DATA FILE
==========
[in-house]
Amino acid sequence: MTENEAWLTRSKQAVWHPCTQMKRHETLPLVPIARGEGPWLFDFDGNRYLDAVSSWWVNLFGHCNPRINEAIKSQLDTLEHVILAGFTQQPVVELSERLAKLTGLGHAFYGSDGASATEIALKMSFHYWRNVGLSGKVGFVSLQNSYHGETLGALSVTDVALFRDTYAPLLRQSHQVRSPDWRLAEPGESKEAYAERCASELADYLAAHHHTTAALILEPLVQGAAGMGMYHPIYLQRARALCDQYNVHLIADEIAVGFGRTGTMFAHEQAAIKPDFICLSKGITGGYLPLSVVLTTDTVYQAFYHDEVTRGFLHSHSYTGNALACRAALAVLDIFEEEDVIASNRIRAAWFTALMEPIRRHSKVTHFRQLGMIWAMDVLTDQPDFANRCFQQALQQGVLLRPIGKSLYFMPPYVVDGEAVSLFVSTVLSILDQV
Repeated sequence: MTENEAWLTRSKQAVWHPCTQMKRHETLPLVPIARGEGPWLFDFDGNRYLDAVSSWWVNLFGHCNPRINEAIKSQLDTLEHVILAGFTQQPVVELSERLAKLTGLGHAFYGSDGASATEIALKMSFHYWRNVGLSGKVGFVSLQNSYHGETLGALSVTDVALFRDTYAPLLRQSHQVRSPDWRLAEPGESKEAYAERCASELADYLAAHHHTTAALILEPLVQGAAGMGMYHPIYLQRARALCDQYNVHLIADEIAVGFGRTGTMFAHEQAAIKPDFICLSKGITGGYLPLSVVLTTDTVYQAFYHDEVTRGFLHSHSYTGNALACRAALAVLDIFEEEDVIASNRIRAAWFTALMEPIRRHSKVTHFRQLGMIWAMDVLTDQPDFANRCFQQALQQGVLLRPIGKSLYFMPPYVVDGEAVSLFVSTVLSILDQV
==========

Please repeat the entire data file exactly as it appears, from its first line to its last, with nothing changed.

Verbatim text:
[in-house]
Amino acid sequence: MTENEAWLTRSKQAVWHPCTQMKRHETLPLVPIARGEGPWLFDFDGNRYLDAVSSWWVNLFGHCNPRINEAIKSQLDTLEHVILAGFTQQPVVELSERLAKLTGLGHAFYGSDGASATEIALKMSFHYWRNVGLSGKVGFVSLQNSYHGETLGALSVTDVALFRDTYAPLLRQSHQVRSPDWRLAEPGESKEAYAERCASELADYLAAHHHTTAALILEPLVQGAAGMGMYHPIYLQRARALCDQYNVHLIADEIAVGFGRTGTMFAHEQAAIKPDFICLSKGITGGYLPLSVVLTTDTVYQAFYHDEVTRGFLHSHSYTGNALACRAALAVLDIFEEEDVIASNRIRAAWFTALMEPIRRHSKVTHFRQLGMIWAMDVLTDQPDFANRCFQQALQQGVLLRPIGKSLYFMPPYVVDGEAVSLFVSTVLSILDQV
Repeated sequence: MTENEAWLTRSKQAVWHPCTQMKRHETLPLVPIARGEGPWLFDFDGNRYLDAVSSWWVNLFGHCNPRINEAIKSQLDTLEHVILAGFTQQPVVELSERLAKLTGLGHAFYGSDGASATEIALKMSFHYWRNVGLSGKVGFVSLQNSYHGETLGALSVTDVALFRDTYAPLLRQSHQVRSPDWRLAEPGESKEAYAERCASELADYLAAHHHTTAALILEPLVQGAAGMGMYHPIYLQRARALCDQYNVHLIADEIAVGFGRTGTMFAHEQAAIKPDFICLSKGITGGYLPLSVVLTTDTVYQAFYHDEVTRGFLHSHSYTGNALACRAALAVLDIFEEEDVIASNRIRAAWFTALMEPIRRHSKVTHFRQLGMIWAMDVLTDQPDFANRCFQQALQQGVLLRPIGKSLYFMPPYVVDGEAVSLFVSTVLSILDQV